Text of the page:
Safe Spaces: A Polemic on Queer Secrecy (Mars' Hill Article)
October 3, 2019
Note: This is the perspective of one queer student.
My mother’s closet is a mess. Draped from hangers, clothes filter light out. Warm murkiness suffuses the carpet beneath. Or rather, it would, if the carpet was visible. Discarded pants and shirts form a mat, obscuring anything below. My six-year-old self was drawn to this alien habitat. I would curl my slight frame into a nook, imagining that I was a squirrel, sheltered from the harsh winter. My parents stopped issuing eviction notices to my small self when they realized that, short of padlocking it, there really was nothing they could do to keep me out of the nest.
I—obedient as I was—would never stop coming to this: my place of safety. It was fulfilling a human need.
As I grew, a messy closet was no longer adequate to fulfill my emotional needs. I and my second grade classmates began to become a gestalt. We were a group of friends, imperfectly addressing developmental needs. This was a new kind of safety. Such safety was more complex than my
mom’s closet. Indeed, it was fraught with conflict. Sometimes, it was even muddled with schoolyard betrayal. Yet these communities of friendship were life-giving and self-growing. Thus is community born in the heart of a child.
Humans require places in which we can be in that essential, existential, whole-self sense. We require spaces in which we can encounter our own selves in safety, without fear that these, the most sensitive parts of our humanity will be ripped from us. Thus, I feel fundamentally misunderstood when I, and the community, that I feel whole in are asked to “be more open” by people who we have no reason to feel safe with.
When I transferred to Trinity Western University (TWU), it was to escape a Christian Bible school that militantly suppressed queer people, and thus our ability to form safe communities. I feel hospitality, then, in the mere writing of this article. As much as I am pleased to be rid of the threat of expulsion that once hung over my head,
"TWU’S WILLINGESS TO SIMPLY NOT EXPEL QUEER PEOPLE FUNCTIONS MUCH AS MY MOM’S CLOSET: COMFORTING, BUT ALTOGETHER INSUFFICIENT."
More basal to my dynamic human needs is the community of OneTWU. OneTWU is a place for queer students to be. That is what a safe space is for me. It is a place in which some vital part of my humanity can flourish. It is not theology that unites OneTWU, nor is it politics, nor even—shockingly—the homosexual agenda. It is our very “us-ness” that unites us. In one another we have humans with whom we can walk, shaping the stories that carry us forward. To request, as TWU’s administration has in the past, that we make changes to the structure of our group by making meeting times open to any student without vetting, or form a cohesive theological statement, or submit ourselves to administrative accountability, functions as a breech of the safety essential to our community.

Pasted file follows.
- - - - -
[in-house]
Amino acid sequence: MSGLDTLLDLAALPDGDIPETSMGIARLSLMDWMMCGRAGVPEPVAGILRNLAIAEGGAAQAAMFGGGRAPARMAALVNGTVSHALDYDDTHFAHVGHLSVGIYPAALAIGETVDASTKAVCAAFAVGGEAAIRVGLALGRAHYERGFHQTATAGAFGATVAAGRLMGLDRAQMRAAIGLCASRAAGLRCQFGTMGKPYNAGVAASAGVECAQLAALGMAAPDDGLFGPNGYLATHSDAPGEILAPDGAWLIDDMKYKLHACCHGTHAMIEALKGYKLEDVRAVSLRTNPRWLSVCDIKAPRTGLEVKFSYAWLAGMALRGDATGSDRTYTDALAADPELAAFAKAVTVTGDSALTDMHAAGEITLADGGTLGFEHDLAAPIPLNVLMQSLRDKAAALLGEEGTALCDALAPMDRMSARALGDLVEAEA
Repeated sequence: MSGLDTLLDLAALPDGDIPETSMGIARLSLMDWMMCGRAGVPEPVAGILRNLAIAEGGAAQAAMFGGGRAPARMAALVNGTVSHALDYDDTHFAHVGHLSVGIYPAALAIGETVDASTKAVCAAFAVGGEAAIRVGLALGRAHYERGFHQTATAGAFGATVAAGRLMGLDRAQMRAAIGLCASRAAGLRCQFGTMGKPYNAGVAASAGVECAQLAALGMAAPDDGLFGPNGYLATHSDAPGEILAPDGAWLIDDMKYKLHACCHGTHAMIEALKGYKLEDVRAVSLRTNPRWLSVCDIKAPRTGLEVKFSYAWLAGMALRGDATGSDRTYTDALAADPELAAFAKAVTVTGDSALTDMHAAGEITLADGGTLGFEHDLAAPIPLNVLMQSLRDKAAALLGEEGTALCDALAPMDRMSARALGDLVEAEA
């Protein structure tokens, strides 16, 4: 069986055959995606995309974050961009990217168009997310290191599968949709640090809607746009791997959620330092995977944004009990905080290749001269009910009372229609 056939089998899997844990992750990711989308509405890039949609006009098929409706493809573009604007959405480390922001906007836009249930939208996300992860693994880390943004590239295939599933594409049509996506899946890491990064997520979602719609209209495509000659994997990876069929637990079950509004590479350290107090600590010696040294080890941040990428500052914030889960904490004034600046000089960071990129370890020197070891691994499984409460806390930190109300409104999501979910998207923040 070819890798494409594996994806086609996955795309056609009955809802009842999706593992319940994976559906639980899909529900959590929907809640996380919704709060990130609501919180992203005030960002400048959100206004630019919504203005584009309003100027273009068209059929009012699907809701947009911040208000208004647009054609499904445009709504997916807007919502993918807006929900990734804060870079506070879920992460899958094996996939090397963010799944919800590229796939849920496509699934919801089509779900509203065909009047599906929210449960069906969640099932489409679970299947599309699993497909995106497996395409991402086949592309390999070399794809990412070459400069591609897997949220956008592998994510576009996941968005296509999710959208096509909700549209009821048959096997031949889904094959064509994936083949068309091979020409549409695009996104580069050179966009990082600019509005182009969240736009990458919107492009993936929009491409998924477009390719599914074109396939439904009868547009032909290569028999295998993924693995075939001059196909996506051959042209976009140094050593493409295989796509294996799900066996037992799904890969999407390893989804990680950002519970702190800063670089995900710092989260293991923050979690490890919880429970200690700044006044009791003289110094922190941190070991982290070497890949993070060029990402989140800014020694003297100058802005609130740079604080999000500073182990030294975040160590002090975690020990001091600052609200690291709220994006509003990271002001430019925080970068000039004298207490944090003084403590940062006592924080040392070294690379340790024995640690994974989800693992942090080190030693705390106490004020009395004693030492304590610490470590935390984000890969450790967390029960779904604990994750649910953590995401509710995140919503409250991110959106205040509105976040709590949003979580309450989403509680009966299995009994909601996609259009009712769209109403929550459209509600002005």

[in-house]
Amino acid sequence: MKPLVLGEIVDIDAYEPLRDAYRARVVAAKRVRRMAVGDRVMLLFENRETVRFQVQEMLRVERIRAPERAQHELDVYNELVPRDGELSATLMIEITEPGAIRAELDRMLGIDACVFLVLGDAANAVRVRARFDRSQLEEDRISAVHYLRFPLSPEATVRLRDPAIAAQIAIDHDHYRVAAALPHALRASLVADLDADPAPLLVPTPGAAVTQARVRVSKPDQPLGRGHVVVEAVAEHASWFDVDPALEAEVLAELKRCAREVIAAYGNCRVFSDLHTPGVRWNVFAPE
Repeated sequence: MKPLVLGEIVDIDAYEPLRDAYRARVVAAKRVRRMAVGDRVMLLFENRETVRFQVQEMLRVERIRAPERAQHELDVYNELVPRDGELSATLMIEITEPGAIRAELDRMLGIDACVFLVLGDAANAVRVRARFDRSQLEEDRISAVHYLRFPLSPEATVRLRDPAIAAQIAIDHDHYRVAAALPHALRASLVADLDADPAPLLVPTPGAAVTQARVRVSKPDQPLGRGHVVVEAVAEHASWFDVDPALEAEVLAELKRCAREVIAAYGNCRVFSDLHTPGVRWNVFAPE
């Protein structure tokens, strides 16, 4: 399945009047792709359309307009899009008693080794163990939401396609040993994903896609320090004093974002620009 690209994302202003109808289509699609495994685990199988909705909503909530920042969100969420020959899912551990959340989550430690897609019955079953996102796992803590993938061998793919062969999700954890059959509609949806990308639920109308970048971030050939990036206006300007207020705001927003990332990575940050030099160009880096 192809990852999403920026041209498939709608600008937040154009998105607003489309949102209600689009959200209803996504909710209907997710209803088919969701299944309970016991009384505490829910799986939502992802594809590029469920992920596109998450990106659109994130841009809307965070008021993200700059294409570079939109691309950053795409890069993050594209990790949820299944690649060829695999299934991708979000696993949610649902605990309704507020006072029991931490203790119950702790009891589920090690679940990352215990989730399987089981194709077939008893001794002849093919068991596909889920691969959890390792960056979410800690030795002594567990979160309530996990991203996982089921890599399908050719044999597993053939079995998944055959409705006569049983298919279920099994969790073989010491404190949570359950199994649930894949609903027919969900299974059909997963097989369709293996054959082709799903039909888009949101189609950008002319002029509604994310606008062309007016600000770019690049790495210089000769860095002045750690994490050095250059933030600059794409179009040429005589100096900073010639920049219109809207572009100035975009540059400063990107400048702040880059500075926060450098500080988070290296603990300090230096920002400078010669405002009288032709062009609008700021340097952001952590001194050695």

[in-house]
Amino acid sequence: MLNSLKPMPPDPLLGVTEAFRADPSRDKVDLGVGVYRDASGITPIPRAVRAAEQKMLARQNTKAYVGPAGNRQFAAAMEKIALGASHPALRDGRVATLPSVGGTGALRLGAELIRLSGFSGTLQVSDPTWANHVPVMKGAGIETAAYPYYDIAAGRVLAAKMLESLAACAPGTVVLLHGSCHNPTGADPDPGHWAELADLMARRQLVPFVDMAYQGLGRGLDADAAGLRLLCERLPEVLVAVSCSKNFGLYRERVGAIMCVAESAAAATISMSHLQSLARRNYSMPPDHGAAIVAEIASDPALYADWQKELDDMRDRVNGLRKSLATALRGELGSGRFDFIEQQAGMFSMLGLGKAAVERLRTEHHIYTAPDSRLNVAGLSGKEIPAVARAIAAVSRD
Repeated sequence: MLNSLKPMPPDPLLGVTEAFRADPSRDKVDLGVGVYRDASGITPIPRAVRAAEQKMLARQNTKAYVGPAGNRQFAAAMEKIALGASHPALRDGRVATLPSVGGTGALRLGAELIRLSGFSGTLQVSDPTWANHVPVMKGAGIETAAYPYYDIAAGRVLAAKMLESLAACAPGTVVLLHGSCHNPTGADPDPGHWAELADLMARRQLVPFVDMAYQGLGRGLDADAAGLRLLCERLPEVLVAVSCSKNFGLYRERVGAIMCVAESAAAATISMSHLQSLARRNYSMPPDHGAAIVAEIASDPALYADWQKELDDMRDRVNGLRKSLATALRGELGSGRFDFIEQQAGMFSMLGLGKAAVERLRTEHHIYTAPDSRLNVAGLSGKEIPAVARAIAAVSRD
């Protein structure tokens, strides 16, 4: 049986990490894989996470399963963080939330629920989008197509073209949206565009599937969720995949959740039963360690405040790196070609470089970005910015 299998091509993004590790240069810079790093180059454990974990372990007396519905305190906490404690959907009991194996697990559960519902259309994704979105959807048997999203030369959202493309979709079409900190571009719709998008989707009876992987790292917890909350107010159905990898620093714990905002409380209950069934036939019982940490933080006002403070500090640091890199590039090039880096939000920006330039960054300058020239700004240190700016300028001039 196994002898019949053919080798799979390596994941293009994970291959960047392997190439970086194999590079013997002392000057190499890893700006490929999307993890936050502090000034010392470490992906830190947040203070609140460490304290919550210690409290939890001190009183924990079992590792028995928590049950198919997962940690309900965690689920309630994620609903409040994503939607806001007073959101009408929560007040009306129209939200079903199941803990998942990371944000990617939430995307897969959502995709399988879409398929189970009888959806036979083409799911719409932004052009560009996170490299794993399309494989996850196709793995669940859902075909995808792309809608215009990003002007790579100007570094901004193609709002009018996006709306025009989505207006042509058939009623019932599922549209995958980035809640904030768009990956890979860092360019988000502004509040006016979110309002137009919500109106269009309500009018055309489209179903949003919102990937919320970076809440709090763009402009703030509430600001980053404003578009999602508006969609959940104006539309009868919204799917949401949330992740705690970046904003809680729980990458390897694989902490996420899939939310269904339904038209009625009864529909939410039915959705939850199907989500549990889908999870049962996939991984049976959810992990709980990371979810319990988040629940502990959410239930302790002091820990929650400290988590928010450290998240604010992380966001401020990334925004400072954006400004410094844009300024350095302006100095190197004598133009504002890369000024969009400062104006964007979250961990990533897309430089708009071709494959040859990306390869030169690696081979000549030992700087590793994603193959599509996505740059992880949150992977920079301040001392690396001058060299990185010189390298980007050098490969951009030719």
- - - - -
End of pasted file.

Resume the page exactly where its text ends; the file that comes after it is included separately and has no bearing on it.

But can queer folks really call themselves “unsafe” in the era of political correctness? The numbers do not seem to side with my argument. Indeed, how many gays are getting beaten up during dorm initiation? How many queer TWU students are finding themselves expelled? The problem with questions like these is that they misunderstand the operation of history.
They misunderstand the outworking of trauma.
Most LGBTQIA2S+ students at TWU come from Christian families. Consider the Christian rhetoric of not only today, but also of the previous two decades during the formative years of our lives. What might it feel like to see disgust twist your parents’ faces when they find out about your love? What might it feel like to sit under a pastor who hates the idea of people “like you”?
Now consider what it might feel like to be disowned. That is the reality that members of OneTWU exist under. We need safe spaces because we have pain in our stories. We need community because there might not be any back home.
If you feel that you need to request that a community be more open with you, perhaps you have misunderstood the question that you ought to be asking. And it is not me who you should ask. It is you.
We do not owe you admittance to our safe spaces. We do not owe you a business model. We do not owe you accountability. We owe you the same dignity that we expect from you. We owe TWU the space in which queer first years can finally step out of their mom’s closets, comforted in the face of spiritual trauma.
But that isn’t so catchy, is it? Here, let’s just call it a safe space.